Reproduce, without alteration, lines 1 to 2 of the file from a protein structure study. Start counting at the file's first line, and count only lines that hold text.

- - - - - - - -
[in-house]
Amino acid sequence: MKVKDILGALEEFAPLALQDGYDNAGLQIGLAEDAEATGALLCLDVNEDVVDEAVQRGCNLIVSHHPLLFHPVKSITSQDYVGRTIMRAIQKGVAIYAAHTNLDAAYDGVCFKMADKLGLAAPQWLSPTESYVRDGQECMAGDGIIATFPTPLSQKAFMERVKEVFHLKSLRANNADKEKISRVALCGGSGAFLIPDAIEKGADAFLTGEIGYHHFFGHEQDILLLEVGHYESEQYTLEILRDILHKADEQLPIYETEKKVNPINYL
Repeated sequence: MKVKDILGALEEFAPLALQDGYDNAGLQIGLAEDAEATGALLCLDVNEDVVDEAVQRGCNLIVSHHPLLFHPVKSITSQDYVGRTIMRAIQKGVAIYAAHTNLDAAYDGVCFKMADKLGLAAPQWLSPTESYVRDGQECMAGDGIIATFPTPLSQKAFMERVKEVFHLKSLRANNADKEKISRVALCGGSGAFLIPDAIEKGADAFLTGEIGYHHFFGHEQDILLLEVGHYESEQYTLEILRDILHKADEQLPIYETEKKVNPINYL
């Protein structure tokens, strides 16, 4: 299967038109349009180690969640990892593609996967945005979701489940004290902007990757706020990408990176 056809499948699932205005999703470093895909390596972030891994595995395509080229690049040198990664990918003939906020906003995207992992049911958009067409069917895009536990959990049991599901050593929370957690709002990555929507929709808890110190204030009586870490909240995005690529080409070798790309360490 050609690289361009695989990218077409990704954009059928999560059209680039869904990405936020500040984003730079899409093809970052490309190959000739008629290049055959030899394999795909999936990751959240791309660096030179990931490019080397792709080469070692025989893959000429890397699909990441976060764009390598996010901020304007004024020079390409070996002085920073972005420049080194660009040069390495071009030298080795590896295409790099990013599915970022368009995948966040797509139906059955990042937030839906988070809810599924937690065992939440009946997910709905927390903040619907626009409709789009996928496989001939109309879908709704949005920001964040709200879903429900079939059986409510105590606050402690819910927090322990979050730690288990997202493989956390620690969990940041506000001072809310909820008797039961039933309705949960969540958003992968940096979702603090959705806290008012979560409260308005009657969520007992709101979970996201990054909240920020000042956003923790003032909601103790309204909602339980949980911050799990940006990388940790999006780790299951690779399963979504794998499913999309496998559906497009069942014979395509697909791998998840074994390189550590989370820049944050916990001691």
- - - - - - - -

[in-house]
Amino acid sequence: MKVKDILGALEEFAPLALQDGYDNAGLQIGLAEDAEATGALLCLDVNEDVVDEAVQRGCNLIVSHHPLLFHPVKSITSQDYVGRTIMRAIQKGVAIYAAHTNLDAAYDGVCFKMADKLGLAAPQWLSPTESYVRDGQECMAGDGIIATFPTPLSQKAFMERVKEVFHLKSLRANNADKEKISRVALCGGSGAFLIPDAIEKGADAFLTGEIGYHHFFGHEQDILLLEVGHYESEQYTLEILRDILHKADEQLPIYETEKKVNPINYL